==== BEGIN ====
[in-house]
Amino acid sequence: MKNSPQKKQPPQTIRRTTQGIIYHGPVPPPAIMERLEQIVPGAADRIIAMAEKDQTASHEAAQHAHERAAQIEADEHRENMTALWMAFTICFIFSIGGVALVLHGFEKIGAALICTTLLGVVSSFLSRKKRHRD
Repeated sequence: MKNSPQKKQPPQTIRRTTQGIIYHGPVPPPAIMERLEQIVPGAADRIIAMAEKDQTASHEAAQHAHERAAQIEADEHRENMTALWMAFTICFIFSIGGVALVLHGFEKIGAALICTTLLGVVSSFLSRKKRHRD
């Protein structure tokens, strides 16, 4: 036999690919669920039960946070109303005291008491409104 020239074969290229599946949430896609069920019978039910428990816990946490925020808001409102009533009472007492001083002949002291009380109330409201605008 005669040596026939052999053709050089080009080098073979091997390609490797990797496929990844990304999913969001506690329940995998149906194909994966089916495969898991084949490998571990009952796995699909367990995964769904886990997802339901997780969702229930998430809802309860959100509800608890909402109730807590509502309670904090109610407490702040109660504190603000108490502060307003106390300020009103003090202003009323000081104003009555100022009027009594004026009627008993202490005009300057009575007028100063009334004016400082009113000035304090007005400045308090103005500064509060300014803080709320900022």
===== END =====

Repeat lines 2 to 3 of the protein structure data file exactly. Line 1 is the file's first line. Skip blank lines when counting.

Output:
Amino acid sequence: MKNSPQKKQPPQTIRRTTQGIIYHGPVPPPAIMERLEQIVPGAADRIIAMAEKDQTASHEAAQHAHERAAQIEADEHRENMTALWMAFTICFIFSIGGVALVLHGFEKIGAALICTTLLGVVSSFLSRKKRHRD
Repeated sequence: MKNSPQKKQPPQTIRRTTQGIIYHGPVPPPAIMERLEQIVPGAADRIIAMAEKDQTASHEAAQHAHERAAQIEADEHRENMTALWMAFTICFIFSIGGVALVLHGFEKIGAALICTTLLGVVSSFLSRKKRHRD